The Awakening of a Calm Heart
Forgiveness does not heal, fix or make a relationship (or ourselves, for that matter) any better. It does not forgive the actions someone else or we took. True forgiveness doesn’t even pretend away or remove the hurt.
True, authentic forgiveness is more simple than all that. It helps us see our present circumstances with clear and honest eyes and heart; it creates peace with things as they truly are. There is no ambition in the act of forgiving. Forgiveness, then, is the awakening of a calm heart. From this still place, a new relationship may materialize naturally or the old may simply dissolve. With no ambition for making things any different than they honestly are, we afford forgiveness the opportunity to simply saunter in, grace us with mercy and leave us gratified no matter what the outcome.
These words dropped in on me from my own heart, in that magical moment between waking time and sleeping time, like a healing salve dropping on a wound that I wasn’t even aware was still there. I heard these words and realized it was the first true moment of peace and grace I’d felt in the past year, since the start of my divorce.
Until then, I had honestly thought I’d forgiven my ex. After all, I had let him leave, I had participated in the sale of our house, had moved once, twice, then 1,500 miles away and had even entered a new relationship. Hadn’t all that proven that I was over him and had forgiven him?
As I paused in the moment I heard these words, I realized the truth was that I was over him, but I had not yet forgiven him. I had postured to get through it, becoming ambitious to leave it all behind and strengthened to do the great departure. However, none of these actions had brought peace, stillness or complete acceptance that my life had changed until the moment those words graced my heart.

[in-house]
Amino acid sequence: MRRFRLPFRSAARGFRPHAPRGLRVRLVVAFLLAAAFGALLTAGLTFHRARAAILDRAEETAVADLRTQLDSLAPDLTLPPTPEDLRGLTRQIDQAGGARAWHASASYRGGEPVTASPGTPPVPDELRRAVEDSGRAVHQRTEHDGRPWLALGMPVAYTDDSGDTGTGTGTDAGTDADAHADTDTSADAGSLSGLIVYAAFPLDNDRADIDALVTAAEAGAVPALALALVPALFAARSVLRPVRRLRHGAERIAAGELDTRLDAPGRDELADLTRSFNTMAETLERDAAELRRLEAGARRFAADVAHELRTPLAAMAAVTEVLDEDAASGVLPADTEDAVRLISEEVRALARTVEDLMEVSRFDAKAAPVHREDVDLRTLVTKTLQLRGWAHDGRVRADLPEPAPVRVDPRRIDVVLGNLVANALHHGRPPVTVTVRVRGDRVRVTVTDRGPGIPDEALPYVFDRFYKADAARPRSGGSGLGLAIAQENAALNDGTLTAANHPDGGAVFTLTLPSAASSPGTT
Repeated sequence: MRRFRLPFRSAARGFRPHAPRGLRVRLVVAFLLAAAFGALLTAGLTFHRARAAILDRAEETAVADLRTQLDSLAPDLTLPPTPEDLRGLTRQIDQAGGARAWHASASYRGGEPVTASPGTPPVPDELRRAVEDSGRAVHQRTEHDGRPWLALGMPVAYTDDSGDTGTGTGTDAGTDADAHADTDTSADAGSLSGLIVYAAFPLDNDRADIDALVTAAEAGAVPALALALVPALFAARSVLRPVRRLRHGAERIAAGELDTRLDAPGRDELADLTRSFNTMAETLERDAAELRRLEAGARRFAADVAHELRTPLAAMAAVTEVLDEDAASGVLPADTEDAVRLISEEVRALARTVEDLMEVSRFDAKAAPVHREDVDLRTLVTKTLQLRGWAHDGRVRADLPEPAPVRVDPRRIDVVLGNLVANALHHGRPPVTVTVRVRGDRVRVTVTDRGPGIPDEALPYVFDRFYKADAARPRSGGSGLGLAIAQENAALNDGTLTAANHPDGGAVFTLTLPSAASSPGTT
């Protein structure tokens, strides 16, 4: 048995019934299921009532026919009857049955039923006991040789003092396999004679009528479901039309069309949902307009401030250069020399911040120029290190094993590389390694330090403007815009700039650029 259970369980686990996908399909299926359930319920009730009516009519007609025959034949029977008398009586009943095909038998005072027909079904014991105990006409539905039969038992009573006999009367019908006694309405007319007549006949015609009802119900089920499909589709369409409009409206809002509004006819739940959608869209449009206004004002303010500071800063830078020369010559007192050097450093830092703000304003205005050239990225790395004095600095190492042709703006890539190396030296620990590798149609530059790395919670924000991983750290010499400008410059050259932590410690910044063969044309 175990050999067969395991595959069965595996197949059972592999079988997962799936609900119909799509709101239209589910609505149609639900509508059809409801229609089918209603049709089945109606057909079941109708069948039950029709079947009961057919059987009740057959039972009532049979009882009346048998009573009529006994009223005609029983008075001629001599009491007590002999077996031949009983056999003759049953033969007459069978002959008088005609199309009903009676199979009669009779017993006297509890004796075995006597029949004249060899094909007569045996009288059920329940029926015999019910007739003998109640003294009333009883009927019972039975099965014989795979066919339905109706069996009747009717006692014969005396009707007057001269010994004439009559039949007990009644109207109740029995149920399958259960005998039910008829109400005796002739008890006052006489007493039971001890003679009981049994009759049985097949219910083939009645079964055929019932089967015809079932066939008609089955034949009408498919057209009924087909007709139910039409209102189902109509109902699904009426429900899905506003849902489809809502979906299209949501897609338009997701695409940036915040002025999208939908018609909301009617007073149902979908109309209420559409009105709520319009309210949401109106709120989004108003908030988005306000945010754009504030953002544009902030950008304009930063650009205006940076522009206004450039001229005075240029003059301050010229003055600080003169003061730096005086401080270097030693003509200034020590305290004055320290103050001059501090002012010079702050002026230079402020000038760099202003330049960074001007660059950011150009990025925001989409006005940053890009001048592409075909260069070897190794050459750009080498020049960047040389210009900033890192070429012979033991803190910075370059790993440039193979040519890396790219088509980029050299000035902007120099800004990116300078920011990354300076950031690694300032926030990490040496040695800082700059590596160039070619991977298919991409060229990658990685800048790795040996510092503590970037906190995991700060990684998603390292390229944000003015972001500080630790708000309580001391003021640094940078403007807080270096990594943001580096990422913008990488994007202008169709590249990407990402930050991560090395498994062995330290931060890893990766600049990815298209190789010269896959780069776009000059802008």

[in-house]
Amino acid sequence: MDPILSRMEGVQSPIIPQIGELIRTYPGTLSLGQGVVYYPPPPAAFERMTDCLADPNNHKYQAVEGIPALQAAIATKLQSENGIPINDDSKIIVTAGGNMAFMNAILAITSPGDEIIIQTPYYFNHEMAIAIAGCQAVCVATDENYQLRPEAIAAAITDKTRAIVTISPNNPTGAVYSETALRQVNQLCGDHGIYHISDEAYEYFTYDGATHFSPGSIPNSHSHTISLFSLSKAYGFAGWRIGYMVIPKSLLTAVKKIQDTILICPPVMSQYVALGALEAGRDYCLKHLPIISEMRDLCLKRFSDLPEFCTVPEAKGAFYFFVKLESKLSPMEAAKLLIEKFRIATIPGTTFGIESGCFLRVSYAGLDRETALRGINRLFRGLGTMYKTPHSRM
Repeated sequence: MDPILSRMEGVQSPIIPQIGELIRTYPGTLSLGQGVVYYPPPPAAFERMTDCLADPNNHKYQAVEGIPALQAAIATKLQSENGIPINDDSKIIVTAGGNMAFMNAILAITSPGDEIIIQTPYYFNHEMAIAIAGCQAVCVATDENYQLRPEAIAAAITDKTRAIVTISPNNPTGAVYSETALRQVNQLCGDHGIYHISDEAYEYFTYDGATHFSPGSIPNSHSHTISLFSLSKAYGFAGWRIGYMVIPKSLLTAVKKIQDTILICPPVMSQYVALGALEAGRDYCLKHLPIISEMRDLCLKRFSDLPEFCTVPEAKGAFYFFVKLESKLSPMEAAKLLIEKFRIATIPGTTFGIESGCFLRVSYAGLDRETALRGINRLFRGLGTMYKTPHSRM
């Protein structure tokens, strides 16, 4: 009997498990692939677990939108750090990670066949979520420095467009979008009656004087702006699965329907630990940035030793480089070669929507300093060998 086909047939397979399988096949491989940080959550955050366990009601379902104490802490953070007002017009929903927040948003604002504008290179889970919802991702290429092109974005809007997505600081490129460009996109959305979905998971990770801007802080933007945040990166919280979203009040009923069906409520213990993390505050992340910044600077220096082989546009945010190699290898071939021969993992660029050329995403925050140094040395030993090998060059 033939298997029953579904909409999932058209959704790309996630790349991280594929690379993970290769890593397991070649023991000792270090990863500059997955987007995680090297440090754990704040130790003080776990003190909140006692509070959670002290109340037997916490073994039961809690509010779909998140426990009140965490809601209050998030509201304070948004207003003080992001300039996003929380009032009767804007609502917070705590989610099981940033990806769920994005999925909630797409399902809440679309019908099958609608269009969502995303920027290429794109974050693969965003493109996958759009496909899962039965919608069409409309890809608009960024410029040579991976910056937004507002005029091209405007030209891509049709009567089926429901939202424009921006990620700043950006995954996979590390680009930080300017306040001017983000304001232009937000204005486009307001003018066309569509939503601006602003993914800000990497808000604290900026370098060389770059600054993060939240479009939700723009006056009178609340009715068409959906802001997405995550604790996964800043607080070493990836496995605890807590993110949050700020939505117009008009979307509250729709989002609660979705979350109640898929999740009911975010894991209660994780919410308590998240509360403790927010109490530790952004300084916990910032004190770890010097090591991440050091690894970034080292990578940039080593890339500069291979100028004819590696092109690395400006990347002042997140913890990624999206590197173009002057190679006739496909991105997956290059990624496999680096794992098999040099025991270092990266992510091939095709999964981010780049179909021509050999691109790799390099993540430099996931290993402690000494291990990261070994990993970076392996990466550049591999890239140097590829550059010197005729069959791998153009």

The truth about great awakenings is that they come and go just as sorrow is felt through a tear and released. I still need to read these words of grace to remind me what the quality of true forgiveness actually is. I still need to say the words, “I forgive myself for the actions I have taken that have hurt my loved ones and I forgive the actions my loved ones have taken that have hurt me,” and find the courage to live this new life.
The difference now is that I am no longer ambitious to be anywhere or doing anything different from what is true to my heart in each moment. Whether or not I have truly forgiven him and myself no longer matters to me. I know that wound will heal in its own right timing. The wound can breathe on its own now without needing me to put a bandage on it, protecting it from infection. It can be out in the world now because it has built a strength and resiliency. I no longer need to attend to it so much and am no longer so distracted by it. I am no longer running away, pretending the pain isn’t there. I can feel it now when it rises up and appreciate the audacity ofhow it expresses itself without berating it like an unruly child.
It has been one year almost to the day since he told me he was leaving for good. It has been three years to the day since I betrayed him and disappeared. Today I celebrate the end with as much festivity and mixed emotion as there was when I entered the marriage.
Today, I also add divorce, life in a new state and a new career to my list of life experiences. And I live my truth, continuing to forgive every day.
Anam Cara is a modern, every day woman. She has married, divorced and found love again. As a child, she wrote her name on everything (ask her mom). As an adult, she has changed her name, had her name on the missing person’s registry, changed her name again and created a pen name and business names. As a child, she wore a t-shirt that read, “I am woman. Hear me roar.” As an adult, she wears a tank top that reads, “Well-behaved woman rarely make history.” Some day, she will write her book entitled, “They” Would Call Me Crazy. Embarking on her greatest adventure yet, she recently moved 1500 miles from a small town in upstate New York to Miami in her Saab 95 just because she wanted to experience more joy, beauty, and pleasure in sacred living, as well as the expansion of her horizons. In the Grand Move, Chariot (or “Cherry” for short) was filled to the brim with her leftover belongings from the Great Purge, two beloved felines, herself, and her supportive partner. Prior to the Grand Move, her inner artist, shaman and yogini were re-awakened through what some would call a very bad year. In that period, she made a conscious decision to channel her angst into creating a vital livelihood. Inspired by her photographs, she wrote a poem a day for 30 days and found it re-fueled, nourished and sustained her. She continues to create and shares her work with you in hopes that you too are replenished. You can find more of her at www.facebook.com/InfiniteNectar and www.facebook.com/vitalogy.us.
Editor: Brianna Bemel
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